Bus stigma is the belief that people who ride city buses are a lower class of people than those who own and drive cars, or even better, outsource road rage and parking problems to a chauffeur. Margaret Thatcher, the former high priestess of high living and simple thinking, famously stated that a man still found riding a bus after his mid-twenties could count himself a failure.
But why blame Maggie and why restrict ourselves to buses alone? Thatcher merely vocalized the stigma against public transport that has crossed the Channel to work insidiously on the Indian mindset by fomenting a belief that only those with no other choice, like, “losers”, take a bus. The feeling is by no means confined to the sub-continent: Jacqueline Carr, who works at Lululemon Athletica in Los Angeles posts a hilarious blog, “Snob on a Bus”, which captures the DNA of this prejudice perfectly.
Many moons ago I found myself in the wilds of Tokyo on work. I was staying at a modest hotel which gloried in the name of the Shinagawa Prince and was pleasantly surprised to be greeted in the lobby by an incredibly polite young man, Kagawa, who would be accompanying me to my meeting in downtown Tokyo.
We left the hotel on foot and almost immediately, Kagawa, responding perhaps to some unconscious clue in my body language, gave me a master-class in Japanese diplomacy and the merits of the Metro.
“Sardanasan, my boss told me to pick you up. But now, we go walking to MRT. I like berry much take you in car. But berry problem because too much traffic. In MRT we reach office 25 minutes. In car take maybe two-three hours. In our company, everybody, President, also person make tea, go MRT. Better.”
Nuff said, Kagawasan, if it’s good enough for adherents of Shinto, Samurai and the Emperor, its good enough for me, as long as we can stop for sushi on the way, were my unvoiced thoughts.
When “Red” Ken Livingstone, who served two terms as Mayor of London, first took charge he made three sweeping changes: the congestion tax, Oystercard and articulated buses. Most Tories tore into him for his Bolshevik tendencies, vowing this would be the death of London, private enterprise and the collapse of the banking industry. That last gloomy prediction did come to pass in 2008, but, as those of us who have been exposed to bankers and w******s can vouch, it had nothing to do with congestion tax.
Bengaluru urgently needs a congestion tax and at least part of the proceeds need to be set aside towards proactive measures aimed at increasing public transport usage to a level that would allow our city to achieve a more sustainable future. Maxi-cabs and mini-buses could provide the last-mile connectivity for the disabled and senior citizens, with Fit-bit types opting for hired bicycles.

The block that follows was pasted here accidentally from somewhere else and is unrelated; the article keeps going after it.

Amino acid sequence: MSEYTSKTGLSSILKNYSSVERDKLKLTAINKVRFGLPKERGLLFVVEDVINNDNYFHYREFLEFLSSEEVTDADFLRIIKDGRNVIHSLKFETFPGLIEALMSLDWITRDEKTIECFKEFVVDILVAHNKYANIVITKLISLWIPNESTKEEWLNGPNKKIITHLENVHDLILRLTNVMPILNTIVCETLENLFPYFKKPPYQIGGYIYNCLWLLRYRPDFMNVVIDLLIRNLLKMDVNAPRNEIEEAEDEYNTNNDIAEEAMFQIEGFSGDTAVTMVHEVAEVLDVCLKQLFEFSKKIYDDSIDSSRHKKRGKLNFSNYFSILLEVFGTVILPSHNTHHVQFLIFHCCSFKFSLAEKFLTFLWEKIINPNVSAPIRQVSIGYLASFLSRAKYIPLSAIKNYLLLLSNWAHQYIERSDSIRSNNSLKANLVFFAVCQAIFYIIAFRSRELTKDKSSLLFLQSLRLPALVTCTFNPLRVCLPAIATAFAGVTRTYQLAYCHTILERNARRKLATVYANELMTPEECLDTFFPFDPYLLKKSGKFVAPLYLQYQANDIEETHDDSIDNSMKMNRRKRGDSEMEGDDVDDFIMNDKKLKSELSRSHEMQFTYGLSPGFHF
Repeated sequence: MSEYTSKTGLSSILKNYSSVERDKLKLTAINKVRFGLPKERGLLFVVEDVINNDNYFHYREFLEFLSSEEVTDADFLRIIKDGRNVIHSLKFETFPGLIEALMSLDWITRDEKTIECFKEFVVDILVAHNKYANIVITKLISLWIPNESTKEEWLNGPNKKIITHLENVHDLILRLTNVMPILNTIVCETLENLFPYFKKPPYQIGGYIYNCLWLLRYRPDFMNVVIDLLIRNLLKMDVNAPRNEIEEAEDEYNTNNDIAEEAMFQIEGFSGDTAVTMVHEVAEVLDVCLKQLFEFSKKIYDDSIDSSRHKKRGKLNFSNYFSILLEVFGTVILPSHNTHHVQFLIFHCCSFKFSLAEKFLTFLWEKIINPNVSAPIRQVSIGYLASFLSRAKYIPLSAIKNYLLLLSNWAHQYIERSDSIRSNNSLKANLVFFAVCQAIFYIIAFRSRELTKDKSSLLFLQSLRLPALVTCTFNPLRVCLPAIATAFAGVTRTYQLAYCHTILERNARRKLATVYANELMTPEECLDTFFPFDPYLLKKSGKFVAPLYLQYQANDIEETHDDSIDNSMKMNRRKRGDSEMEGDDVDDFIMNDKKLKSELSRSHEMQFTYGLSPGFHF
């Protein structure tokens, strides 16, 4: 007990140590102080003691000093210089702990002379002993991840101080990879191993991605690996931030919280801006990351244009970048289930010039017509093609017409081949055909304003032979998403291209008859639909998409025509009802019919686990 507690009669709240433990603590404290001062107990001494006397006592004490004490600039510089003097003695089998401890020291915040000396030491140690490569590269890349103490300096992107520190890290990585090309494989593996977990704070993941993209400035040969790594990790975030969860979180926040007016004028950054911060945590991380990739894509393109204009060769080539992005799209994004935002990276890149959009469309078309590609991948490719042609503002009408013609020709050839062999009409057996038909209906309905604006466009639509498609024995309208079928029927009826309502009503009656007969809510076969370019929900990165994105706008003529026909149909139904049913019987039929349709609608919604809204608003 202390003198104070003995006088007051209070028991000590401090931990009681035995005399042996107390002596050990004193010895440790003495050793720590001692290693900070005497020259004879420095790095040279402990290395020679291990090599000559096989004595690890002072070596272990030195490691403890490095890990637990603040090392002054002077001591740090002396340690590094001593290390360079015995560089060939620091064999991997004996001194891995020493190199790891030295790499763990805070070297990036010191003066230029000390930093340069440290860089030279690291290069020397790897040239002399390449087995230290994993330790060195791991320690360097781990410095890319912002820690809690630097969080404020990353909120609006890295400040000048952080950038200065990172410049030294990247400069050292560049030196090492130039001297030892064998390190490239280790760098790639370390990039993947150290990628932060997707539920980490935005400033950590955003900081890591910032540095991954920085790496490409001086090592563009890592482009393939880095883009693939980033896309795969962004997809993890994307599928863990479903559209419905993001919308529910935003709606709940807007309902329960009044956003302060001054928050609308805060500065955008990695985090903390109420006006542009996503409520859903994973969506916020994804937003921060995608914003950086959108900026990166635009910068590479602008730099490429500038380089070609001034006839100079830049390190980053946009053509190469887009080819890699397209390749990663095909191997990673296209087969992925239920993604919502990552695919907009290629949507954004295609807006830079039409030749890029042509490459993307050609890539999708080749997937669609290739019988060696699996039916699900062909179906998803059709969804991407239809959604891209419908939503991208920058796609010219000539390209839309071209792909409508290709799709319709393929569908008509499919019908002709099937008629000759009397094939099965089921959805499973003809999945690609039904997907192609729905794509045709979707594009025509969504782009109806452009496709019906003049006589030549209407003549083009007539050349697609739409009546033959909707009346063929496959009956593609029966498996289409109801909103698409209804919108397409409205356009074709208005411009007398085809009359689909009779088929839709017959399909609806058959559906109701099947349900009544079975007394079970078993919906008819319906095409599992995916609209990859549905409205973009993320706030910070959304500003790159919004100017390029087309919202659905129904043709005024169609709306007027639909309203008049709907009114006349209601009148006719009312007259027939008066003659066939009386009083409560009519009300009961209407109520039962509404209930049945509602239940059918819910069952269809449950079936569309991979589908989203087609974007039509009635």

Still not convinced? Then take a long hard look at the Zika virus known as the Nano. The salient facts are too well known to bear repetition: Ratan Tata’s heart bled when he saw a man on a scooter with his wife and three children and he promptly decided to launch a car for under a lakh.
If Ratan had applied treacly sentiment to the commuter problem perhaps we would have dedicated bus lanes and increased suburban trains with higher peak hour frequency, instead of a huge upsurge of the world’s worst drivers careening around in a vehicle that looks like the lovechild of a Flit-can and an autorickshaw. And apro Cyrus would still have a job…
To reduce the aversion to public transport, we need to start at the bottom of the pyramid and the best time to get people to change their mode of transportation is during a major life change: college is a great time to bring about generational changes in thinking.
Uber’s co-founder Travis Kalanick didn’t start out with grand ambitions to reduce pollution or congestion; his inspiration came from the simple Jitney which charged people 5c for a ride. Kalanick’s confidence in Uber’s future stems from his gut-feel that most millenials today, whether due to crushing student debt, Flipkart addiction or the on-demand Amazon rainforest, don’t give a toss about car ownership. The hope for Bengaluru’s future lies in our nimble-fingered, smartphone GenX who can change our dinosaur-like mindset on mass rapid transport.
— Ajit Saldanha has a finger in the pie, and another on the political pulse. And when he writes, he cooks up a storm....